In a world where non-compete agreements are being curtailed or outright banned, companies need to enhance their use of other ways to protect their intellectual property and confidential information when their employees leave to go work for competitors.
First and foremost, companies should not rely upon a general duty of confidentiality and should instead require employees to sign acknowledgements, policies, and/or contracts requiring confidentiality both during and after employment. Then, when an employee leaves for a competitor, the company can send an “ongoing obligations” letter reminding the employee that it must continue to protect the company’s intellectual property and confidential information, and the company can include the relevant signed documentation with the letter.
Second, if allowed in the state(s) where their employees are working, companies should put strict non-solicitation provisions in place to protect the non-solicitation of employees, customers, clients, vendors, and the like by departing employees. Non-solicitation provisions protect a company’s legitimate business interests such as its intellectual property, inventions, trade secrets, brand and business strategies, other confidential and proprietary information, employee development and expertise, customer/client relationships, vendor relationships, and other goodwill.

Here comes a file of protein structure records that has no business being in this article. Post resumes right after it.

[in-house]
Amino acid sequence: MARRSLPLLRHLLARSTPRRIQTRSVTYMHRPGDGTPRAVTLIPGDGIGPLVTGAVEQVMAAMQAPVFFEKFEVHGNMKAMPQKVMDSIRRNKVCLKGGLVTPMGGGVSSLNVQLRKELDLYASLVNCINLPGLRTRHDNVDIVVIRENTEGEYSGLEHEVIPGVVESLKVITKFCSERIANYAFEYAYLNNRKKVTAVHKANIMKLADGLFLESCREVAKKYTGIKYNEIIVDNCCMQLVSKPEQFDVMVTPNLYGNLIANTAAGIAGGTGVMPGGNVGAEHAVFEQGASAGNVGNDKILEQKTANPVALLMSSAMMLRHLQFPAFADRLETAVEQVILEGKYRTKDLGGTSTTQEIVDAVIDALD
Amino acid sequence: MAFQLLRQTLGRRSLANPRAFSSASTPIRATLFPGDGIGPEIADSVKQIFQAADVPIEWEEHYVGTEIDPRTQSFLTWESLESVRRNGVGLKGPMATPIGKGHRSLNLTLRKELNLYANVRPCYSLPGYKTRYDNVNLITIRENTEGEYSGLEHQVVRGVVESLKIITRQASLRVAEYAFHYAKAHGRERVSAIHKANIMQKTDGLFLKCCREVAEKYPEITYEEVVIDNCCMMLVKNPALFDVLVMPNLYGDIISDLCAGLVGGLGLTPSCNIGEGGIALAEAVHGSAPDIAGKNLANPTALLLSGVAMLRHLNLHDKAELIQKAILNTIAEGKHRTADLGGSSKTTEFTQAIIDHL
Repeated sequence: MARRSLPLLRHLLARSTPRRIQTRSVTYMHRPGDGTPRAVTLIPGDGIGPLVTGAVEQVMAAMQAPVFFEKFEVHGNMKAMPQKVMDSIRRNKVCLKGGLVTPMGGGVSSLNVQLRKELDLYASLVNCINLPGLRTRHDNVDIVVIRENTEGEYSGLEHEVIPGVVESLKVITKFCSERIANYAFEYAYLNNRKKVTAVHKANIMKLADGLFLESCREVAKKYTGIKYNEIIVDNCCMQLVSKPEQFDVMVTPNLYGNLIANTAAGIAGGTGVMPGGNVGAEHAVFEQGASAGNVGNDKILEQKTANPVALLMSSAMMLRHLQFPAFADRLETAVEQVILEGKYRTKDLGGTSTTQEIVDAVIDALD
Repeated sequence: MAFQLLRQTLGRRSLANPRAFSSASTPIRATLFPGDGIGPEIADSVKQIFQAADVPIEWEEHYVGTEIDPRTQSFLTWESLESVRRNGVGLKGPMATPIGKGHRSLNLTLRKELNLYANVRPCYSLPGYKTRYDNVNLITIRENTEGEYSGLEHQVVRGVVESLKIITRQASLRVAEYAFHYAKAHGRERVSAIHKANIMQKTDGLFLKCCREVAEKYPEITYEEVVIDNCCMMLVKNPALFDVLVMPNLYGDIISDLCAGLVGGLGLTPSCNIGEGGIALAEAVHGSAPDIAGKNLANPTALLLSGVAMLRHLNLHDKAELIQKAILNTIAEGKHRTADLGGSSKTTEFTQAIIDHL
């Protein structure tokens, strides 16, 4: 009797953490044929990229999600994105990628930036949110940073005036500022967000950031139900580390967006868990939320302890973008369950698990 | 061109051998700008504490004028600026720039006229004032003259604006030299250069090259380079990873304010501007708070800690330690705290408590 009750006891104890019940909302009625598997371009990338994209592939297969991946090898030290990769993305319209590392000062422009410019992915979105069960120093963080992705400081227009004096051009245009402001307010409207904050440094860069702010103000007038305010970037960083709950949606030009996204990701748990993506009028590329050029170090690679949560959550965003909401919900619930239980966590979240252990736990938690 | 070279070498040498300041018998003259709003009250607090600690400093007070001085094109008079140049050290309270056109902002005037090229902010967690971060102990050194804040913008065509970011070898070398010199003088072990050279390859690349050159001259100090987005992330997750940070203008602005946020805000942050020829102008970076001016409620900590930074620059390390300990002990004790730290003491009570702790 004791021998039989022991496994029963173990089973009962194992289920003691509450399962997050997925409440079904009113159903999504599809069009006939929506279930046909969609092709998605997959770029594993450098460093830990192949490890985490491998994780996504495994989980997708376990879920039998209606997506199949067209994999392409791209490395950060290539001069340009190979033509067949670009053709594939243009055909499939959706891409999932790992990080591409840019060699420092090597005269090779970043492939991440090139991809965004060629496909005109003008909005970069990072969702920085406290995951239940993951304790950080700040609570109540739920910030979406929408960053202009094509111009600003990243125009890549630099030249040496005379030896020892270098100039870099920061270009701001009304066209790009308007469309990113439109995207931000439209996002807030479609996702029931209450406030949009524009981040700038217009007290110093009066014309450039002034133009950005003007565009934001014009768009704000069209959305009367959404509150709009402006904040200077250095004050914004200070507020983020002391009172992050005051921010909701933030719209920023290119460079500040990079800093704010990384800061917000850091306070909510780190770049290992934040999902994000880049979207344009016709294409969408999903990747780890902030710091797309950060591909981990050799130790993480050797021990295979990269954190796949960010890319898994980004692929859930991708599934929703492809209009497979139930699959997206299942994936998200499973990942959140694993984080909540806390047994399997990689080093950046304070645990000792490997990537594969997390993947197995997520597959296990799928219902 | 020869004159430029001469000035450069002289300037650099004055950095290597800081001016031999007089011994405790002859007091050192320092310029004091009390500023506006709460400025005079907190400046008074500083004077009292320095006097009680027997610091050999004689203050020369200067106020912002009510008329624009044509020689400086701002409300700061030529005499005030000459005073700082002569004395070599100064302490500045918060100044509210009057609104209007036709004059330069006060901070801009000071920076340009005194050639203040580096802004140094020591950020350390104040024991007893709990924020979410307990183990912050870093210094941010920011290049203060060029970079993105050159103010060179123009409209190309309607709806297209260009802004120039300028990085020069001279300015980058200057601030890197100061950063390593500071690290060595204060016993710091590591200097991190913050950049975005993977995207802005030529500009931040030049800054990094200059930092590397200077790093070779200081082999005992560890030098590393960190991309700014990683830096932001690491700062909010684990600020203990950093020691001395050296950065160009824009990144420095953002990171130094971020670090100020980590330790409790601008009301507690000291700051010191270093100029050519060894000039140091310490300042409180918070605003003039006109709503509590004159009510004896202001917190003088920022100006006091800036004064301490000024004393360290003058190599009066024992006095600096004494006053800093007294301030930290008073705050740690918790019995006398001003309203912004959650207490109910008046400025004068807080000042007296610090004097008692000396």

Third, and again only in accordance with state law, companies can require employees to sign agreements requiring the present assignment of all ideas, inventions, etc. developed during the term of employment. This protects companies with intellectual property and ensures that all inventions become theirs immediately.
Lastly, other things that can be considered are non-interference, non-disruption, non-disparagement, and/or non-defamatory provisions that prohibit a departing employee from criticizing a company or interfering with its operations in a way that could be detrimental to its business.